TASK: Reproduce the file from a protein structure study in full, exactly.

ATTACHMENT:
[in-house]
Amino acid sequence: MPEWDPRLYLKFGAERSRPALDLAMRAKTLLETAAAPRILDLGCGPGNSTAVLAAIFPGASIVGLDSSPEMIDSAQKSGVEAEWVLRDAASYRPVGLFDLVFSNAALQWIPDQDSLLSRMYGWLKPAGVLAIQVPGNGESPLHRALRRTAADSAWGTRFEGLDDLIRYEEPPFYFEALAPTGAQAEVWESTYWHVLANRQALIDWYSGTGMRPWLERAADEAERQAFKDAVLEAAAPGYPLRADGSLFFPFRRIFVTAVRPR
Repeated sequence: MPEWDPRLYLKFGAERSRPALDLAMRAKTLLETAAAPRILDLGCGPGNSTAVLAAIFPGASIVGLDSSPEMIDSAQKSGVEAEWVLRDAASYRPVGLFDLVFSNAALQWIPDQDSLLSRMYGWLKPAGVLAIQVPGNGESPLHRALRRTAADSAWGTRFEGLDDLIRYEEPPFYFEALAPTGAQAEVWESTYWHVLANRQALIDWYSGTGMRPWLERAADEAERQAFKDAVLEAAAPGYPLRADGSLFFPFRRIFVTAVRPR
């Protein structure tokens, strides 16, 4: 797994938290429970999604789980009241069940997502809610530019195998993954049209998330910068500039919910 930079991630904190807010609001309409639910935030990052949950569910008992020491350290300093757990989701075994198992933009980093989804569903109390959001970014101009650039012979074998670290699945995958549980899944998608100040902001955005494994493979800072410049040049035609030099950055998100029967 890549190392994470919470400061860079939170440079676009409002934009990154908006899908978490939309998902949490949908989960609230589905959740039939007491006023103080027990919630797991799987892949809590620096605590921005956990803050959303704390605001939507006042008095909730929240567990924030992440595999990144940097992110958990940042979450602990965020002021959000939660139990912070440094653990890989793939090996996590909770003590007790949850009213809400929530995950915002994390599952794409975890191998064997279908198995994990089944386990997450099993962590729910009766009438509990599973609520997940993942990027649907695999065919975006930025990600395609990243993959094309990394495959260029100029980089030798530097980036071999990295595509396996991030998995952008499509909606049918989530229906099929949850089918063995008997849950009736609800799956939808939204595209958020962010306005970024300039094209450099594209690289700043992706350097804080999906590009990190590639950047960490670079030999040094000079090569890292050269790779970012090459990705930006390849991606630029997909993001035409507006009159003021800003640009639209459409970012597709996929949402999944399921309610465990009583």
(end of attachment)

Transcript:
[in-house]
Amino acid sequence: MPEWDPRLYLKFGAERSRPALDLAMRAKTLLETAAAPRILDLGCGPGNSTAVLAAIFPGASIVGLDSSPEMIDSAQKSGVEAEWVLRDAASYRPVGLFDLVFSNAALQWIPDQDSLLSRMYGWLKPAGVLAIQVPGNGESPLHRALRRTAADSAWGTRFEGLDDLIRYEEPPFYFEALAPTGAQAEVWESTYWHVLANRQALIDWYSGTGMRPWLERAADEAERQAFKDAVLEAAAPGYPLRADGSLFFPFRRIFVTAVRPR
Repeated sequence: MPEWDPRLYLKFGAERSRPALDLAMRAKTLLETAAAPRILDLGCGPGNSTAVLAAIFPGASIVGLDSSPEMIDSAQKSGVEAEWVLRDAASYRPVGLFDLVFSNAALQWIPDQDSLLSRMYGWLKPAGVLAIQVPGNGESPLHRALRRTAADSAWGTRFEGLDDLIRYEEPPFYFEALAPTGAQAEVWESTYWHVLANRQALIDWYSGTGMRPWLERAADEAERQAFKDAVLEAAAPGYPLRADGSLFFPFRRIFVTAVRPR
């Protein structure tokens, strides 16, 4: 797994938290429970999604789980009241069940997502809610530019195998993954049209998330910068500039919910 930079991630904190807010609001309409639910935030990052949950569910008992020491350290300093757990989701075994198992933009980093989804569903109390959001970014101009650039012979074998670290699945995958549980899944998608100040902001955005494994493979800072410049040049035609030099950055998100029967 890549190392994470919470400061860079939170440079676009409002934009990154908006899908978490939309998902949490949908989960609230589905959740039939007491006023103080027990919630797991799987892949809590620096605590921005956990803050959303704390605001939507006042008095909730929240567990924030992440595999990144940097992110958990940042979450602990965020002021959000939660139990912070440094653990890989793939090996996590909770003590007790949850009213809400929530995950915002994390599952794409975890191998064997279908198995994990089944386990997450099993962590729910009766009438509990599973609520997940993942990027649907695999065919975006930025990600395609990243993959094309990394495959260029100029980089030798530097980036071999990295595509396996991030998995952008499509909606049918989530229906099929949850089918063995008997849950009736609800799956939808939204595209958020962010306005970024300039094209450099594209690289700043992706350097804080999906590009990190590639950047960490670079030999040094000079090569890292050269790779970012090459990705930006390849991606630029997909993001035409507006009159003021800003640009639209459409970012597709996929949402999944399921309610465990009583």